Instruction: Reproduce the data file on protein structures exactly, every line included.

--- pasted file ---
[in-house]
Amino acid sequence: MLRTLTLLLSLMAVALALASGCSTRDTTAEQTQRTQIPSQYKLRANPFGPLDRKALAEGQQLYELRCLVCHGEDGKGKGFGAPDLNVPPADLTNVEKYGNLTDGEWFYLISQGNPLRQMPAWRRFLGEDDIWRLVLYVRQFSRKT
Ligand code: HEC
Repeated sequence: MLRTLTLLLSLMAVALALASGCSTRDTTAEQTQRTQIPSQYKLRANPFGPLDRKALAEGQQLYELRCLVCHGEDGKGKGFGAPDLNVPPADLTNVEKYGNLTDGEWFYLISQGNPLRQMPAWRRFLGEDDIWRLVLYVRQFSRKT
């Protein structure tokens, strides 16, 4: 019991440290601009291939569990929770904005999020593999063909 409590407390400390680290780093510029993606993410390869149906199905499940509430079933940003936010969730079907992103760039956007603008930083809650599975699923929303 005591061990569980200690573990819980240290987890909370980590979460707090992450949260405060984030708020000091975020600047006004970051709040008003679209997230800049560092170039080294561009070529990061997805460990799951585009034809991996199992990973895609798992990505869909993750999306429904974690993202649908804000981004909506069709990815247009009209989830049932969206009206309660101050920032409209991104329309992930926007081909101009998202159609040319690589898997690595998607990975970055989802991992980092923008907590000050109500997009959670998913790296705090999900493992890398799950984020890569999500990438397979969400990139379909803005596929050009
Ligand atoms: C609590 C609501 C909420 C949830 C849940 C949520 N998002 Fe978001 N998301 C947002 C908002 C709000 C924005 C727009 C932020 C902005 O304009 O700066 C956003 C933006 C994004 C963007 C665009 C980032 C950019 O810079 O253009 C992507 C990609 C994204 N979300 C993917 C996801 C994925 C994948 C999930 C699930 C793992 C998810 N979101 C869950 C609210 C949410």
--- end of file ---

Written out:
[in-house]
Amino acid sequence: MLRTLTLLLSLMAVALALASGCSTRDTTAEQTQRTQIPSQYKLRANPFGPLDRKALAEGQQLYELRCLVCHGEDGKGKGFGAPDLNVPPADLTNVEKYGNLTDGEWFYLISQGNPLRQMPAWRRFLGEDDIWRLVLYVRQFSRKT
Ligand code: HEC
Repeated sequence: MLRTLTLLLSLMAVALALASGCSTRDTTAEQTQRTQIPSQYKLRANPFGPLDRKALAEGQQLYELRCLVCHGEDGKGKGFGAPDLNVPPADLTNVEKYGNLTDGEWFYLISQGNPLRQMPAWRRFLGEDDIWRLVLYVRQFSRKT
């Protein structure tokens, strides 16, 4: 019991440290601009291939569990929770904005999020593999063909 409590407390400390680290780093510029993606993410390869149906199905499940509430079933940003936010969730079907992103760039956007603008930083809650599975699923929303 005591061990569980200690573990819980240290987890909370980590979460707090992450949260405060984030708020000091975020600047006004970051709040008003679209997230800049560092170039080294561009070529990061997805460990799951585009034809991996199992990973895609798992990505869909993750999306429904974690993202649908804000981004909506069709990815247009009209989830049932969206009206309660101050920032409209991104329309992930926007081909101009998202159609040319690589898997690595998607990975970055989802991992980092923008907590000050109500997009959670998913790296705090999900493992890398799950984020890569999500990438397979969400990139379909803005596929050009
Ligand atoms: C609590 C609501 C909420 C949830 C849940 C949520 N998002 Fe978001 N998301 C947002 C908002 C709000 C924005 C727009 C932020 C902005 O304009 O700066 C956003 C933006 C994004 C963007 C665009 C980032 C950019 O810079 O253009 C992507 C990609 C994204 N979300 C993917 C996801 C994925 C994948 C999930 C699930 C793992 C998810 N979101 C869950 C609210 C949410």